With the news this week dominated by holidays cut short in Portugal, the doubling of Delta variant virus cases every 10-12 days in parts of England, and the possibility of the lockdown roadmap being blown off course from June 21, it might be easy to overlook the vital local work under way to vaccinate against Covid.
This week at the Rye Tilling Green Pfizer site we have seen a large number of younger people keen to be vaccinated. Most had booked by selecting the Rye option via the national booking site. A few had asked to attend as “end of day” patients. The steady flow of patients through the facility has lifted the mood of both those vaccinated and the volunteers handling them.
Mostly, we have seen fortunate patients, because when the government opened up vaccine to the under 30s on 8 June, high demand combined with a global technical problem caused the website to collapse. In Rye, because of the flexible approach by the Ticehurst clinical team – Ankit, Hardik, Tejas and Venus – we were able to take some people who contacted us through the Facebook page. Everyone vaccinated is entered into the national database to ensure that records are maintained.
As the national booking site recovers, it should be noted that it only gives options for locations that have programmed advance dates for vaccine supply. As a result, Rye is not always offered as an early choice. Those booking need to have patience; decline other locations and persevere for the Rye option.
Rye still accepts “end of day” appointments for which registration of those within 10 minutes of Tilling Green will be welcomed. Those opting for this should send name, age, telephone and area where living, by direct message to the @ryepfizer Facebook page. When called, patients need to be able to check in at Tilling Green by 6pm. During each day, the Rye site will also accept a small number of “walk ins” but it is better to check by direct message @ryepfizer, to avoid disappointment.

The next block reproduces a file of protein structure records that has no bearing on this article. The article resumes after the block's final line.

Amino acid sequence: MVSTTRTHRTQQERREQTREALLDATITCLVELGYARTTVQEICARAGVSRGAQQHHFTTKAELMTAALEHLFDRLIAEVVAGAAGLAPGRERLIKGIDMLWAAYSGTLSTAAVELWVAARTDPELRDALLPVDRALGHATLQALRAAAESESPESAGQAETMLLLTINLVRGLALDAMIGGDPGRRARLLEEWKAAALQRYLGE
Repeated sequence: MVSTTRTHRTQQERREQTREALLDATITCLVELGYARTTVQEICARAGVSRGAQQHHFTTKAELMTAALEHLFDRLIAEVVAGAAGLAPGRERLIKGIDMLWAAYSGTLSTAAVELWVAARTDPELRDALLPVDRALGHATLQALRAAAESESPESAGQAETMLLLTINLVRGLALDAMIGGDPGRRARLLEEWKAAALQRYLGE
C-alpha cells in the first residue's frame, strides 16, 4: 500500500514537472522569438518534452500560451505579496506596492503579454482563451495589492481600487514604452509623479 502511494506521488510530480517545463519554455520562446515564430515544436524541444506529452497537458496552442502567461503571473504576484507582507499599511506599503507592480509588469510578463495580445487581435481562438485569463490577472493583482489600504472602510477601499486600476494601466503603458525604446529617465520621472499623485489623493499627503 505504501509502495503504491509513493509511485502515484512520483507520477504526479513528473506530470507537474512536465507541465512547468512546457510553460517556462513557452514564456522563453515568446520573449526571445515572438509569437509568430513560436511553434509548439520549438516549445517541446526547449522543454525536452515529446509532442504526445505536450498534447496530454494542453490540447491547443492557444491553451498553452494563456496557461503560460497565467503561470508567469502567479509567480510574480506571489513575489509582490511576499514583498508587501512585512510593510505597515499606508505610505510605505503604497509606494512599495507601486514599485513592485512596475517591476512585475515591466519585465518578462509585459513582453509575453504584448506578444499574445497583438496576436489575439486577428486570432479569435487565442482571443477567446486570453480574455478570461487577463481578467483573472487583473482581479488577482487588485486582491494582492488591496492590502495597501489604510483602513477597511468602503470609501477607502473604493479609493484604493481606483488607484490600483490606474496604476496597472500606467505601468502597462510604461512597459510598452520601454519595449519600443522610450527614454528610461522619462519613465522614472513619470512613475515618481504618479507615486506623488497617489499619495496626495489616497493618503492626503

There is much going on behind the scenes to deliver the vaccine. In addition to logistics, cleaning, marshalling the volunteers and clinical staff mostly by social media, the storage and preparation of the Pfizer vaccine requires care and skill. In Rye, this task is handled mostly by Venus, one of the Ticehurst team. The delicate operation involves dividing up the bulk vaccine, diluting and measuring it out into individual doses. At stages it has to be carefully turned to ensure that it is mixed but not disrupted.
Volunteers still needed
To operate efficiently, the centre does need more volunteers. It is obvious that those who have joined as volunteers – marshals and registration – are enjoying the experience. Vaccinators should have some clinical experience and will be paid. Training and briefing is given for everyone committing to the centre.
There is no fixed commitment. Volunteers can give as much or as little time as they can manage. Information is being passed out to the community by Rye News and via social media. Once contacted there are WhatsApp groups to link volunteers and vaccinators to the facility.
While the vaccine is a lifesaver, testing is also important to identify and then control infection. There are several sources of testing: the seven day test kits from chemists; by booking online; or by testing in the workplace. Many businesses also have kits for their workforce.
Remember hands – face – space
Finally, with the good weather bringing many visitors to the area the message remains that even after vaccination: Hands, Face and Space. Meetings in the fresh air are safer than ones in enclosed spaces.
Image Credits: Anthony Kimber .